Today we highlight the launch of an upcoming documentary, ‘An Asylum Seeker’s Story: Collective Leadership in Diverse Communities’, produced in collaboration with OU academic, Dr Vita Terry:
"How often have you heard statements such as, “If you come to this country, you have to learn English.” Yet, in contrast, how often have you heard about the barriers that prevent asylum seekers and refugees from doing so? (You can take a look at Refugee Action’s Let Refugees Learn and Locked Out of Learning if you’d like to redress the balance.) In a double whammy, at the same time as asylum seekers and refugees are facing calls for them to attend compulsory English for Speakers of Other Languages (ESOL) classes, due to government cutbacks the number of classes is drastically declining, with reports of three-year waiting lists in some areas. In response, civil society is having to step in to meet the need, pointing to the government’s failures to implement appropriate integration policies.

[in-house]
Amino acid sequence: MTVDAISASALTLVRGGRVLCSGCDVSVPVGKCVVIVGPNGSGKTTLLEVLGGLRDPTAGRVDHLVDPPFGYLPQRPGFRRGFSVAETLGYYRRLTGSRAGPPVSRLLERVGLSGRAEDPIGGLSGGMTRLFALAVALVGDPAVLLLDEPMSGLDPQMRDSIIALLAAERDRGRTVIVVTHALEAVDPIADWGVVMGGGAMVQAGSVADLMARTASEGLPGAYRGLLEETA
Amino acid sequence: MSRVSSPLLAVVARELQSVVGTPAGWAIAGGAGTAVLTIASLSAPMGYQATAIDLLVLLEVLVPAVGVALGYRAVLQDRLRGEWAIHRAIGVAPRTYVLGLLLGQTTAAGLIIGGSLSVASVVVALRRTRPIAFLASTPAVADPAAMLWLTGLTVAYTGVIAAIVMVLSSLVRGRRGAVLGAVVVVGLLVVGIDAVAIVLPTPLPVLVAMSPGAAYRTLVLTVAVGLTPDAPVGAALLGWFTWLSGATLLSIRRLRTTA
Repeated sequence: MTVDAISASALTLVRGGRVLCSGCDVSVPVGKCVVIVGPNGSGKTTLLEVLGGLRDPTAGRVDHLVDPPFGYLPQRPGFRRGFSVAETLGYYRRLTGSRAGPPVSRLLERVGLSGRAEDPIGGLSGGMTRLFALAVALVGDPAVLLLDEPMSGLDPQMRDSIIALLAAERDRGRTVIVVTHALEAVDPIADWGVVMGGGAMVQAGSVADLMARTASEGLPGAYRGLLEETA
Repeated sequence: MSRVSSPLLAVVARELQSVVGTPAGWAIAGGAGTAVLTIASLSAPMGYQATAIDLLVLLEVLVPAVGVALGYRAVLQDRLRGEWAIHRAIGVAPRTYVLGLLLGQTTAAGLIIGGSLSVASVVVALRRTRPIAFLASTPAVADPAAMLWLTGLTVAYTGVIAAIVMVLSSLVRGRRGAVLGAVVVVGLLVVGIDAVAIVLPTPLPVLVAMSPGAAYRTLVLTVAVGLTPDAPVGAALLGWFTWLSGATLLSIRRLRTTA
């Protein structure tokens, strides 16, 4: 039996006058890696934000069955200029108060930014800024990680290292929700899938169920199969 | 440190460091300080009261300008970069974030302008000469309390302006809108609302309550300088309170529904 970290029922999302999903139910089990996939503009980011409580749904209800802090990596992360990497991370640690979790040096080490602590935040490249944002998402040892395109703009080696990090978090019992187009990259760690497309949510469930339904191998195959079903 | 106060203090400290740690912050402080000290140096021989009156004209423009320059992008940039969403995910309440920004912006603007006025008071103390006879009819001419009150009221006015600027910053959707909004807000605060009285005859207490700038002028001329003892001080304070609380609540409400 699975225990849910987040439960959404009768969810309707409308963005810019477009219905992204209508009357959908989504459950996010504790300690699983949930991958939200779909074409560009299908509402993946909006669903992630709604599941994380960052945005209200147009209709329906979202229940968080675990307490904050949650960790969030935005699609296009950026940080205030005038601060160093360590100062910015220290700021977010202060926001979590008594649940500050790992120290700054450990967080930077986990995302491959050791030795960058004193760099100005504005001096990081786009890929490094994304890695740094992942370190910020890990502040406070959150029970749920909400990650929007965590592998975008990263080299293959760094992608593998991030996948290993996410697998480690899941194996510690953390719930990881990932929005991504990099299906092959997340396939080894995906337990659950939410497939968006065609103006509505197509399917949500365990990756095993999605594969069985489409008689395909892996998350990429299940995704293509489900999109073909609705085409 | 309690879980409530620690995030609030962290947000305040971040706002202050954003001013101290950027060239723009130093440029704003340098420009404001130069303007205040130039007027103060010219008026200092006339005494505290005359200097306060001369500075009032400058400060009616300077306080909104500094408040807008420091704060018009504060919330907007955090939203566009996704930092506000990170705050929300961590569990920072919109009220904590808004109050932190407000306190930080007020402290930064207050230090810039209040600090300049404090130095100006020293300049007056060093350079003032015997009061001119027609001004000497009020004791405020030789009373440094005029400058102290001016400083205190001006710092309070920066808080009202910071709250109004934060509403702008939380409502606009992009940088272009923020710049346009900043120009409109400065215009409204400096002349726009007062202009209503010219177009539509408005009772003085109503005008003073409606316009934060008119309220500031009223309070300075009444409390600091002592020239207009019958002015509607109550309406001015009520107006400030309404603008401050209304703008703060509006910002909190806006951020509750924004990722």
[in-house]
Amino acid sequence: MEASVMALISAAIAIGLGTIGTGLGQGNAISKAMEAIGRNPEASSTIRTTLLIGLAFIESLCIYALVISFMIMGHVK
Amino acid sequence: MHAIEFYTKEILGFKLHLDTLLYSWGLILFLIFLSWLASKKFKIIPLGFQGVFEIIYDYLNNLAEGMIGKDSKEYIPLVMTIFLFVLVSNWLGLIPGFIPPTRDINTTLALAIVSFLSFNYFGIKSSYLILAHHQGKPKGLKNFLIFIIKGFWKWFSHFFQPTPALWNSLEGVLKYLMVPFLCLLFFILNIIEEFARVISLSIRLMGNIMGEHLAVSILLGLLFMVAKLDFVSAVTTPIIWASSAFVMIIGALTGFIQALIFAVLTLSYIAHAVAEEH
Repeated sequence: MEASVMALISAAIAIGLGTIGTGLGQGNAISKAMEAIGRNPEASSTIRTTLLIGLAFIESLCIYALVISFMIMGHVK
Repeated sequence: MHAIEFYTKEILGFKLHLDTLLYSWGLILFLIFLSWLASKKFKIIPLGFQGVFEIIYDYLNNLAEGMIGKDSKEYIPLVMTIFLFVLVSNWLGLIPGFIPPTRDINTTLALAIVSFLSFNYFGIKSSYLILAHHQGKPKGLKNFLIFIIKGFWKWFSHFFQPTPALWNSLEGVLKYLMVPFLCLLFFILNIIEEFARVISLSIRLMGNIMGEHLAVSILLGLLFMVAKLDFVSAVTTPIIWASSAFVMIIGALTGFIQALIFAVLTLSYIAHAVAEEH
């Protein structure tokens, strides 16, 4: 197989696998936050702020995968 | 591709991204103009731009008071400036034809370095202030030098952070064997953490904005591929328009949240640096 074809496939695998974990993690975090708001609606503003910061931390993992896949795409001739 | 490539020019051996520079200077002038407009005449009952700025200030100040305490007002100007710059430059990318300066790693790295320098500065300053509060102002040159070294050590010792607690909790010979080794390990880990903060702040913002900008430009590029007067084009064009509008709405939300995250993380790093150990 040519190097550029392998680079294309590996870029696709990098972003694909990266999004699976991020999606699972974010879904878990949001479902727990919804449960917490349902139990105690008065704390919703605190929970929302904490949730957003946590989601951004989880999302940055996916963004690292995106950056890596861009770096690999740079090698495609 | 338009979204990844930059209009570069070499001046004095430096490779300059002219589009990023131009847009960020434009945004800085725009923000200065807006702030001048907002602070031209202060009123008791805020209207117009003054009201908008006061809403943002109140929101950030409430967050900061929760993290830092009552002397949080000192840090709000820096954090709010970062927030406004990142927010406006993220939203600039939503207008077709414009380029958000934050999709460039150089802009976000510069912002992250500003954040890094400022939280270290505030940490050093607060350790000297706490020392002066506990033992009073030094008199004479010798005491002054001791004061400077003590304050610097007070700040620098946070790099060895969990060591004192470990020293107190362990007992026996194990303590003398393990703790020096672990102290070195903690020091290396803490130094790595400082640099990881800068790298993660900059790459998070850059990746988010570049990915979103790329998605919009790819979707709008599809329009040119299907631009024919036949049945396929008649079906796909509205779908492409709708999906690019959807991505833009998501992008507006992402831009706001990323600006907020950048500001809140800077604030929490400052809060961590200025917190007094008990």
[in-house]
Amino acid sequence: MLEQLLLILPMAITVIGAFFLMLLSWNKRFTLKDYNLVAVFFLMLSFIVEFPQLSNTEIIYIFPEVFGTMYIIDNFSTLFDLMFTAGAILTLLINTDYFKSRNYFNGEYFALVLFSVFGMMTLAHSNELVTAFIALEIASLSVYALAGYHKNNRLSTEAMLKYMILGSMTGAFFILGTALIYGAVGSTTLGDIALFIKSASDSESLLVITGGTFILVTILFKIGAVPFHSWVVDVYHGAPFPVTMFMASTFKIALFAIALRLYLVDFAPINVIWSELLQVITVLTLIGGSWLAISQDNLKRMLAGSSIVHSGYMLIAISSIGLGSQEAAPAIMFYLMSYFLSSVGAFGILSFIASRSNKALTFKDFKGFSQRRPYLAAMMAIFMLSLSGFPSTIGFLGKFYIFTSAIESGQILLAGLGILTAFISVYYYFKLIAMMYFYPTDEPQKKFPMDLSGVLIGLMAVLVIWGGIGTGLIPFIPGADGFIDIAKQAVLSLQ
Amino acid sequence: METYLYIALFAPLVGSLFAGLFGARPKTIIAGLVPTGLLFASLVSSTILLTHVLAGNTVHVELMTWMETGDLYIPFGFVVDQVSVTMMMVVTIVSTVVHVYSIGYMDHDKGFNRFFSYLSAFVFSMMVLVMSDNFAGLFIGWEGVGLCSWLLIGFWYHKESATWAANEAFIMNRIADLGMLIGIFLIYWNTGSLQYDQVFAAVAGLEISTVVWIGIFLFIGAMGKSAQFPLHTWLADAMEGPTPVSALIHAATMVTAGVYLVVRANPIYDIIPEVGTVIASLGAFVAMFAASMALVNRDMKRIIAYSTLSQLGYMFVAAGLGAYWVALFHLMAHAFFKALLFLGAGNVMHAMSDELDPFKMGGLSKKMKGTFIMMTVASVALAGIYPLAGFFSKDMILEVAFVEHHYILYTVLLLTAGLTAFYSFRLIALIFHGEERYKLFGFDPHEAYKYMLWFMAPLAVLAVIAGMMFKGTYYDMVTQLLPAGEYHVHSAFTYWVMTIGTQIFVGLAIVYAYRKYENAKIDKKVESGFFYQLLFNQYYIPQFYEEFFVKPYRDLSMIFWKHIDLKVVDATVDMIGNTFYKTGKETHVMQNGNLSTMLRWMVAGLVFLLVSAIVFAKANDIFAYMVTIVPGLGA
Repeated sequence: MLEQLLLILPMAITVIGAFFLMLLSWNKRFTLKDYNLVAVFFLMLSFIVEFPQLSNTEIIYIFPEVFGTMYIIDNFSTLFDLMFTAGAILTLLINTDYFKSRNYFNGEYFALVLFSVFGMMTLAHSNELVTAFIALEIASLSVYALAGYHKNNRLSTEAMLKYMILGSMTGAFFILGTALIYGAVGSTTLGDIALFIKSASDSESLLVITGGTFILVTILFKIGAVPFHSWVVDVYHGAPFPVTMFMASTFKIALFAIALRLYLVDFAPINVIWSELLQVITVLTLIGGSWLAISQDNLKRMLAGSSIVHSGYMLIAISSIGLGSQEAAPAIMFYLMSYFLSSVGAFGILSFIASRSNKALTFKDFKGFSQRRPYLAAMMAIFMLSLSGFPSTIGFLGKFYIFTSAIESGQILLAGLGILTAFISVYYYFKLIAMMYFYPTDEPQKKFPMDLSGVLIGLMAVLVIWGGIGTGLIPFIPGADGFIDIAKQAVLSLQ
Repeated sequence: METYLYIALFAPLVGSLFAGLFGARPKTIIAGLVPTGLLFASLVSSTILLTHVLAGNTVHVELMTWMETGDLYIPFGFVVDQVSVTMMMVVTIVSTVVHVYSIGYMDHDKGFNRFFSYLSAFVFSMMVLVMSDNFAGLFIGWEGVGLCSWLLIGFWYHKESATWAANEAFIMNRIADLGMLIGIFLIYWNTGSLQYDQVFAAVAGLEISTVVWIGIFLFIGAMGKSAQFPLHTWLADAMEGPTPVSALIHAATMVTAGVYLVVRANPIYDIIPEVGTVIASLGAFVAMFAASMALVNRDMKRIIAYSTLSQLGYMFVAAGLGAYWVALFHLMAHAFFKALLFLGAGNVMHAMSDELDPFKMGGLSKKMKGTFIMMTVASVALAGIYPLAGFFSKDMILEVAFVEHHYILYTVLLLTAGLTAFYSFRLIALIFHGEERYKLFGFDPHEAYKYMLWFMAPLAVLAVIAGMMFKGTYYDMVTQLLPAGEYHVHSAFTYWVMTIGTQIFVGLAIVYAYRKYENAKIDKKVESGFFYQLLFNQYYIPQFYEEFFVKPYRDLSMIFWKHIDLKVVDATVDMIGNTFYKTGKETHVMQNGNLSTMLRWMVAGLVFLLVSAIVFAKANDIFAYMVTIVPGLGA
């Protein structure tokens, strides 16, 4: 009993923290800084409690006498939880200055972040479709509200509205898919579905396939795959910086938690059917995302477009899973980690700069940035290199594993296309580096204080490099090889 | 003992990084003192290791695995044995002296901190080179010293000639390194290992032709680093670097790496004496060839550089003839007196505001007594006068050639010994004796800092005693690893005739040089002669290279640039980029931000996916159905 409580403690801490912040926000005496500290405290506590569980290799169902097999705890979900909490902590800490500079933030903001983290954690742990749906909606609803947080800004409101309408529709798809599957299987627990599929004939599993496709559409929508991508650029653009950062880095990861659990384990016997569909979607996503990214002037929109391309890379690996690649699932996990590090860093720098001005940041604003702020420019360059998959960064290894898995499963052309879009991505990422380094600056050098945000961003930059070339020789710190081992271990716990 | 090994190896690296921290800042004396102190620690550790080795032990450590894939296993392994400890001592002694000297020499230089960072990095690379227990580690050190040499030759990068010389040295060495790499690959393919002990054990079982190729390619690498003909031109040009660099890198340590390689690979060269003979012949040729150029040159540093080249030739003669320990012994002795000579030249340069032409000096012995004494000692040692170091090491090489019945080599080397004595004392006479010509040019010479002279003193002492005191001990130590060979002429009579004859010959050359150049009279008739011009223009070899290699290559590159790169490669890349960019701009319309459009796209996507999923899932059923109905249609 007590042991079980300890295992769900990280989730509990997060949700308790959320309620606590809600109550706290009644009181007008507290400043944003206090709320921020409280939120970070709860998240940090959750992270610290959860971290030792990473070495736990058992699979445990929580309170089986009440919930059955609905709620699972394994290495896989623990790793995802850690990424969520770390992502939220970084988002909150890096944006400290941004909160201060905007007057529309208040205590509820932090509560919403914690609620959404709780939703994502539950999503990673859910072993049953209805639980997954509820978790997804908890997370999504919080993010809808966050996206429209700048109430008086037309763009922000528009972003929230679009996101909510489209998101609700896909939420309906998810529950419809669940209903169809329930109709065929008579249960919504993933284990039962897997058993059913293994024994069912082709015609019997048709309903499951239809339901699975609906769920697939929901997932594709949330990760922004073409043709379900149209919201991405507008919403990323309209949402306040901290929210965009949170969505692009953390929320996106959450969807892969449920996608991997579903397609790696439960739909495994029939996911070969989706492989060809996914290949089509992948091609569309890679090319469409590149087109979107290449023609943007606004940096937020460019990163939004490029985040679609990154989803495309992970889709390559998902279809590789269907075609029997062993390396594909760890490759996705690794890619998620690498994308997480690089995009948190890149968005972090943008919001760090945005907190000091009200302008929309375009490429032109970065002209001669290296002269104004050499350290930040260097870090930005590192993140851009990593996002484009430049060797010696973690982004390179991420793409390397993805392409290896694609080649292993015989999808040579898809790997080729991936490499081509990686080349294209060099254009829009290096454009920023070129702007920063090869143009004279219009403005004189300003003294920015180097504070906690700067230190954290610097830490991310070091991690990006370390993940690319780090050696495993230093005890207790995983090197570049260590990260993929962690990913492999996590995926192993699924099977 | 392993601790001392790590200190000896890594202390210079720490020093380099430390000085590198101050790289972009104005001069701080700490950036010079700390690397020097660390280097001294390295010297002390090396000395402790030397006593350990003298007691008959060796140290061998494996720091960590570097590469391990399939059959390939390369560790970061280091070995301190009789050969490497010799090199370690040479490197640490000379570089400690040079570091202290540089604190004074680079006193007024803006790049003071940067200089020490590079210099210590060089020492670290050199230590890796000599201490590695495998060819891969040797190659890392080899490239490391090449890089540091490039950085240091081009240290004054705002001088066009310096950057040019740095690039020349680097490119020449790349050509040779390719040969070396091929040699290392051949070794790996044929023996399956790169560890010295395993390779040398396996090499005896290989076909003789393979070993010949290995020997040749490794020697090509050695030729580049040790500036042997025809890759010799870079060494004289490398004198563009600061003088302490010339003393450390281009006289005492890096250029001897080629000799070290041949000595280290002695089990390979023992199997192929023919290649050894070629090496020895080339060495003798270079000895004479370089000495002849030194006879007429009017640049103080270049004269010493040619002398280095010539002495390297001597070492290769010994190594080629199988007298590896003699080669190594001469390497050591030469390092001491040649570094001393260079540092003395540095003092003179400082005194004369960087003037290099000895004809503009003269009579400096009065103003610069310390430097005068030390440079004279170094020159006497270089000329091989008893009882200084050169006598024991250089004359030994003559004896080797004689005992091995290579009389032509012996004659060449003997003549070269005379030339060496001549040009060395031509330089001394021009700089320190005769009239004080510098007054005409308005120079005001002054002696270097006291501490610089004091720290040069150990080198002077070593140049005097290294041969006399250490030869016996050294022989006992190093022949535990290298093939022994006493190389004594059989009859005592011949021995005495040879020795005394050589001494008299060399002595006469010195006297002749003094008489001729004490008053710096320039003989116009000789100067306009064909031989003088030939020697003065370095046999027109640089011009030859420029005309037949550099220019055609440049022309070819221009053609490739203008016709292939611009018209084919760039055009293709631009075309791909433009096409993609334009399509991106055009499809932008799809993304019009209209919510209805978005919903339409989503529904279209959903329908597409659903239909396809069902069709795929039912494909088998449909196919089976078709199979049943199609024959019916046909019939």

Juan (not his real name) was introduced to me through a colleague, due to my background working and researching refugee community organisations, to help tell his story of being an asylum seeker in the UK. From the beginning I was overwhelmed by his sense of conviction. Not only in challenging the negative stereotyping of asylum seekers, but in his all-encompassing support for others, from holding local cultural events to setting up a Spanish-language church and cooking Christmas dinner for anyone that would be alone during this time. But what was most infectious was his never-ending supply of embraces and kind words to anyone who needed uplifting.